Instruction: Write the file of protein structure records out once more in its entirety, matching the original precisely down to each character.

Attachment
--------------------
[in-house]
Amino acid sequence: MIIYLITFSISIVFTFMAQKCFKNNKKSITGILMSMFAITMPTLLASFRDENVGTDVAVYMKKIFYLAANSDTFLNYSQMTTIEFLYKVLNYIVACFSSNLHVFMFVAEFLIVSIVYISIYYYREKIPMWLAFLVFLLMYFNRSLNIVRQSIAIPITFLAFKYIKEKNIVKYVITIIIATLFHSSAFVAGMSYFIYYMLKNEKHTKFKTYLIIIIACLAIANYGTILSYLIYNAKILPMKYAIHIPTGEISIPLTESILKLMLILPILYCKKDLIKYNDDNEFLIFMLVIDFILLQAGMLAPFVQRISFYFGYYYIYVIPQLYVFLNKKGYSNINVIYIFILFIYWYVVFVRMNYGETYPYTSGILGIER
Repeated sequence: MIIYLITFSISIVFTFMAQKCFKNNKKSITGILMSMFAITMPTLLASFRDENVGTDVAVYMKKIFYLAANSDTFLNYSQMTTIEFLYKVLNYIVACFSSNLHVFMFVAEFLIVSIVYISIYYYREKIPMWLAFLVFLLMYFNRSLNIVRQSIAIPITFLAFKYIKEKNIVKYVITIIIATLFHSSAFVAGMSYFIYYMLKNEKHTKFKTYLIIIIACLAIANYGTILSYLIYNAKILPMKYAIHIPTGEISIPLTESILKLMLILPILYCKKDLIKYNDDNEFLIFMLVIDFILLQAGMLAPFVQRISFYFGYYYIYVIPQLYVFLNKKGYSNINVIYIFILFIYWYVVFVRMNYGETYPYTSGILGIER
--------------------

[in-house]
Amino acid sequence: MIIYLITFSISIVFTFMAQKCFKNNKKSITGILMSMFAITMPTLLASFRDENVGTDVAVYMKKIFYLAANSDTFLNYSQMTTIEFLYKVLNYIVACFSSNLHVFMFVAEFLIVSIVYISIYYYREKIPMWLAFLVFLLMYFNRSLNIVRQSIAIPITFLAFKYIKEKNIVKYVITIIIATLFHSSAFVAGMSYFIYYMLKNEKHTKFKTYLIIIIACLAIANYGTILSYLIYNAKILPMKYAIHIPTGEISIPLTESILKLMLILPILYCKKDLIKYNDDNEFLIFMLVIDFILLQAGMLAPFVQRISFYFGYYYIYVIPQLYVFLNKKGYSNINVIYIFILFIYWYVVFVRMNYGETYPYTSGILGIER
Repeated sequence: MIIYLITFSISIVFTFMAQKCFKNNKKSITGILMSMFAITMPTLLASFRDENVGTDVAVYMKKIFYLAANSDTFLNYSQMTTIEFLYKVLNYIVACFSSNLHVFMFVAEFLIVSIVYISIYYYREKIPMWLAFLVFLLMYFNRSLNIVRQSIAIPITFLAFKYIKEKNIVKYVITIIIATLFHSSAFVAGMSYFIYYMLKNEKHTKFKTYLIIIIACLAIANYGTILSYLIYNAKILPMKYAIHIPTGEISIPLTESILKLMLILPILYCKKDLIKYNDDNEFLIFMLVIDFILLQAGMLAPFVQRISFYFGYYYIYVIPQLYVFLNKKGYSNINVIYIFILFIYWYVVFVRMNYGETYPYTSGILGIER